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Congratulations, happy to see this paper out.
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I am happy with the authors' modifications on what was already a nice piece of work.
The paper has been evaluated by two reviewers. I agree with Reviewer 1, currently the manuscript needs a major revision, clarifications of the figures and answering and interpreting Upwelling nutrients and the statements on coral bleaching need to be carefully answered within the discussion. Please also correct all minor and other major comments by both reviewers. I would be happy to see a revised version of this manuscript with a clear rebuttal letter.
Well written paper.
The conclusions are given tentatively. I don't agree entirely with their conclusions, but I think the key point is the results (or more correctly analysis of the results) are soundly undertaken.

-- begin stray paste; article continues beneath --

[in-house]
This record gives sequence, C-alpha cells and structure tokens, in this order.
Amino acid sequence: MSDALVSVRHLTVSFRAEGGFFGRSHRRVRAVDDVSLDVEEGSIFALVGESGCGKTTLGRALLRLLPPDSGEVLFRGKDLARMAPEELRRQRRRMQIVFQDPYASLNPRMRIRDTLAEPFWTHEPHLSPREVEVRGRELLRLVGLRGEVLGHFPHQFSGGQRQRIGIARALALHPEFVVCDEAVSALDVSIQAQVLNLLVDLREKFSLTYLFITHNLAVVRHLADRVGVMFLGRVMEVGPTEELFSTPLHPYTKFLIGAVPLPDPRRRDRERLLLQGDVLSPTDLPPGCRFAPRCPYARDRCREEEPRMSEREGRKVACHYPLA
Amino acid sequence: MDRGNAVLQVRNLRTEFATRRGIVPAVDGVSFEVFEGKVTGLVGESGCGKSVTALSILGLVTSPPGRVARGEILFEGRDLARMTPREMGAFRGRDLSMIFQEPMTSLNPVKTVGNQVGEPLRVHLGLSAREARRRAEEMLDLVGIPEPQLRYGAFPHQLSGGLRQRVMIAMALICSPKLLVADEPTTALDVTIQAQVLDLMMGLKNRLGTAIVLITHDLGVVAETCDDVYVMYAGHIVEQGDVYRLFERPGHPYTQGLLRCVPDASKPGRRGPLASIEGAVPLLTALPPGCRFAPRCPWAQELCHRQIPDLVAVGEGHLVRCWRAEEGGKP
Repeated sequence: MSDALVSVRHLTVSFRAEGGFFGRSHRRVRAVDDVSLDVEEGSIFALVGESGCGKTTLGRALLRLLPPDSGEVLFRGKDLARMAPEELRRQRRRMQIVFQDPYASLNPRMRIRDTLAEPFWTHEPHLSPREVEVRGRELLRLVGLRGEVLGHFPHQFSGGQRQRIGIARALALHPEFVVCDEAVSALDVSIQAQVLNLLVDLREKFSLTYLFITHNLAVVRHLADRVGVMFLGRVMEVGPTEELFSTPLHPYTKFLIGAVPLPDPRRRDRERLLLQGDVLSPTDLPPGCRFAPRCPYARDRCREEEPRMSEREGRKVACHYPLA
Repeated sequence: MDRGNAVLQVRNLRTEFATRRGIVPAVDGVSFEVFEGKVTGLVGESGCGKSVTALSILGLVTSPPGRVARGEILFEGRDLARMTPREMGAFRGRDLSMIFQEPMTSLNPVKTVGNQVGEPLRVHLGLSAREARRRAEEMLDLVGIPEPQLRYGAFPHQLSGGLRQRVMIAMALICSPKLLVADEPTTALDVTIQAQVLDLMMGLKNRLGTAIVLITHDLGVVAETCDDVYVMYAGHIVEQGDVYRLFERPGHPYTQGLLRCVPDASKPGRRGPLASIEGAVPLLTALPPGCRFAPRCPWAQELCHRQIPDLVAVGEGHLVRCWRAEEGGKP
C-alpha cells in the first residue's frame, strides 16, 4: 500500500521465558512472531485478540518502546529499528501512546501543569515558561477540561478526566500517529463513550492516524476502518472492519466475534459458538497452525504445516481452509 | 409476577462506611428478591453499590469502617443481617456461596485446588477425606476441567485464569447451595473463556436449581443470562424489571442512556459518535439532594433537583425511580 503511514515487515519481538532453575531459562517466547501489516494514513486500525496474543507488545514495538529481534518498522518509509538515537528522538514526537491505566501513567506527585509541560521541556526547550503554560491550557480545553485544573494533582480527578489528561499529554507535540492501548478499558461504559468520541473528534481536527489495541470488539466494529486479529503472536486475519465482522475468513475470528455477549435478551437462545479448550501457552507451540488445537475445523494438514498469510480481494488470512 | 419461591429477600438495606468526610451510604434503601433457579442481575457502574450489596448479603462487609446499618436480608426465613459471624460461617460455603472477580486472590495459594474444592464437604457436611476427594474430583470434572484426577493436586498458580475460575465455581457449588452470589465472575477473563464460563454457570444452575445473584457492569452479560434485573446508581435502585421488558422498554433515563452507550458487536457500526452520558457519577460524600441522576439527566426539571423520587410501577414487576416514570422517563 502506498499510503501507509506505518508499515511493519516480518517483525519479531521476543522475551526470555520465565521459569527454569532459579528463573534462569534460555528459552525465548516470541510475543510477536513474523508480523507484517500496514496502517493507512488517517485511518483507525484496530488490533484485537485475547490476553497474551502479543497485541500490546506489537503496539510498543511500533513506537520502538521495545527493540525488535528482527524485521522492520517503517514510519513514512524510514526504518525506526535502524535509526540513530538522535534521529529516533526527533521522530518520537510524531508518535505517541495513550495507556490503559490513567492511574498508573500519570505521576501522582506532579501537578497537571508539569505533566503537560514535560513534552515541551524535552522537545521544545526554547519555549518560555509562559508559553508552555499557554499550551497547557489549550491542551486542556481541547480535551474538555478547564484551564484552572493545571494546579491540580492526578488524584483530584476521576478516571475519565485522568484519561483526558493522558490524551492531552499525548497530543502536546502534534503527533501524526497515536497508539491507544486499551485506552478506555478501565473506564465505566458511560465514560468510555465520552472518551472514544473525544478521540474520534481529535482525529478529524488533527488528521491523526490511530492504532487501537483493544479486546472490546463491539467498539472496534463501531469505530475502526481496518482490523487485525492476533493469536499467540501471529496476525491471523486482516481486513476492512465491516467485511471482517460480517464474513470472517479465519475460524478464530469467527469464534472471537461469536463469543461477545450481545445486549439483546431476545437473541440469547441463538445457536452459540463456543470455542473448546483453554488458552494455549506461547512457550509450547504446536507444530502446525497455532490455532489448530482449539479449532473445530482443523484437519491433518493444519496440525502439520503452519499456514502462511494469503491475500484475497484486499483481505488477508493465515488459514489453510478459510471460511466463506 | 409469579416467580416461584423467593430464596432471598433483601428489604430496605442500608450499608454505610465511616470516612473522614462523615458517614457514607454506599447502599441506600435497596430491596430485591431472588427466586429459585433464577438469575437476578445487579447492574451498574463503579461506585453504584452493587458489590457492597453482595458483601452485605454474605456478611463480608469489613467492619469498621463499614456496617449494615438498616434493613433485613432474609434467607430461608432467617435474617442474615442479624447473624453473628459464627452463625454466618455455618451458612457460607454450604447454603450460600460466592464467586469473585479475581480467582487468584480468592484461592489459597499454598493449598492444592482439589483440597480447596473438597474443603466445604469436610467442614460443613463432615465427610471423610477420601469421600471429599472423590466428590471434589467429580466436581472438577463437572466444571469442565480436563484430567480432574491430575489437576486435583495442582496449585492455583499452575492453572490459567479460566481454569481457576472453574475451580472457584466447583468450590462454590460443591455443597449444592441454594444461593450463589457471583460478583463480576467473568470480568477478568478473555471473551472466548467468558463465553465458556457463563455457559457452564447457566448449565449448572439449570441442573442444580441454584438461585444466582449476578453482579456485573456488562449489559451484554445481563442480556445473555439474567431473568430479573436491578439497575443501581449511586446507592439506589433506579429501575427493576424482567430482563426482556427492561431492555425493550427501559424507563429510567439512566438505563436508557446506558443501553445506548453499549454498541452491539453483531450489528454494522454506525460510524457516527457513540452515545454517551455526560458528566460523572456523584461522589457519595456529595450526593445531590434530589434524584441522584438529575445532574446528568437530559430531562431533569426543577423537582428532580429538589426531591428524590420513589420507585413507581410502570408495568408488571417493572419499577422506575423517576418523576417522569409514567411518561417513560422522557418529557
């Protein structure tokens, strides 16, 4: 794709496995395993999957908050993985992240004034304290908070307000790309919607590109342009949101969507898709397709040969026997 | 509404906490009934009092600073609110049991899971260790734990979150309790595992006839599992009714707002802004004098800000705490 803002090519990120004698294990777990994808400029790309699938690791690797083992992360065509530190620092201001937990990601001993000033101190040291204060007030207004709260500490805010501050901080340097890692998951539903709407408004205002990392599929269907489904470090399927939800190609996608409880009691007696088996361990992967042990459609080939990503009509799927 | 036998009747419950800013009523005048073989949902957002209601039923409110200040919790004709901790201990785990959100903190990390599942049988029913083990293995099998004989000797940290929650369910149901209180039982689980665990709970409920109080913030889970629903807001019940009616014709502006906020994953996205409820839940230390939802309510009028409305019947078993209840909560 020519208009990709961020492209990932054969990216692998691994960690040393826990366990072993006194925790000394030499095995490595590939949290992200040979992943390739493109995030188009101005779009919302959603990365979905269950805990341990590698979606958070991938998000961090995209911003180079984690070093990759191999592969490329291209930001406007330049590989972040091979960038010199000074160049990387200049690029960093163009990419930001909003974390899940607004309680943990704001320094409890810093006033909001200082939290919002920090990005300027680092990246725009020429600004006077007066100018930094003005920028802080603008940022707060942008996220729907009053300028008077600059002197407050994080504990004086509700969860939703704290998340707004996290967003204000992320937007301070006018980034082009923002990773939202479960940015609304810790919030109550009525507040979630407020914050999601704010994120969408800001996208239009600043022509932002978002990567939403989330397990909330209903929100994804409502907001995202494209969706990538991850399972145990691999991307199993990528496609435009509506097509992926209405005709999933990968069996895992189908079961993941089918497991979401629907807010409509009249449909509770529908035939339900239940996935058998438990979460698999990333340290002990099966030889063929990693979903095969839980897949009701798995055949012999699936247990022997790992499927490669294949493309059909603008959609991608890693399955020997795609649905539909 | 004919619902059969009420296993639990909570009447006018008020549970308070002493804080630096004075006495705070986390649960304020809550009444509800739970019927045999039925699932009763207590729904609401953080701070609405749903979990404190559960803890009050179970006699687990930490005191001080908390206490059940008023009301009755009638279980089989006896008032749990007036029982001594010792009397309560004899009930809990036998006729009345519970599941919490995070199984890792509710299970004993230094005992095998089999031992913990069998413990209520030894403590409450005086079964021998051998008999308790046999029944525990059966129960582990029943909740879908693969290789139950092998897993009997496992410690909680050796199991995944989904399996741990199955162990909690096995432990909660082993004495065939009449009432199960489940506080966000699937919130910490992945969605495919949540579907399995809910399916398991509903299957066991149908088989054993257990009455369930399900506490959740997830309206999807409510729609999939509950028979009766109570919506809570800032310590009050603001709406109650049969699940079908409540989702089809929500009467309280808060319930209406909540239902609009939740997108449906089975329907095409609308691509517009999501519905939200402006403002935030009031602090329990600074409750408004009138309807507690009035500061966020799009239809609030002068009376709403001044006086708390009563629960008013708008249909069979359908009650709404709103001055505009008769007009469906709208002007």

This paper poses an excellent question (why didn’t 2004 bleach on GBR), and uses a broad range of available data to answer it. The paper is very well written. The tentative conclusion of the paper is that current driven upwelling, a function of the alongshore velocity of the East Australian Current, is the explanation. While they are looking at important processes, I am not convinced the EAC is the dominant reason (I suspected it is solar radiation, as per point 3). They could also have made a better critique of their conclusion by considering spatially-resolved differences in the bleaching, or lack thereof, in 2004. Nonetheless, they do not over state their findings, and give detailed considerations to an important question. So I conclude this is a paper that should be published, and will provide new estimates on one component of an important, complex problem. But the below comments should be addressed.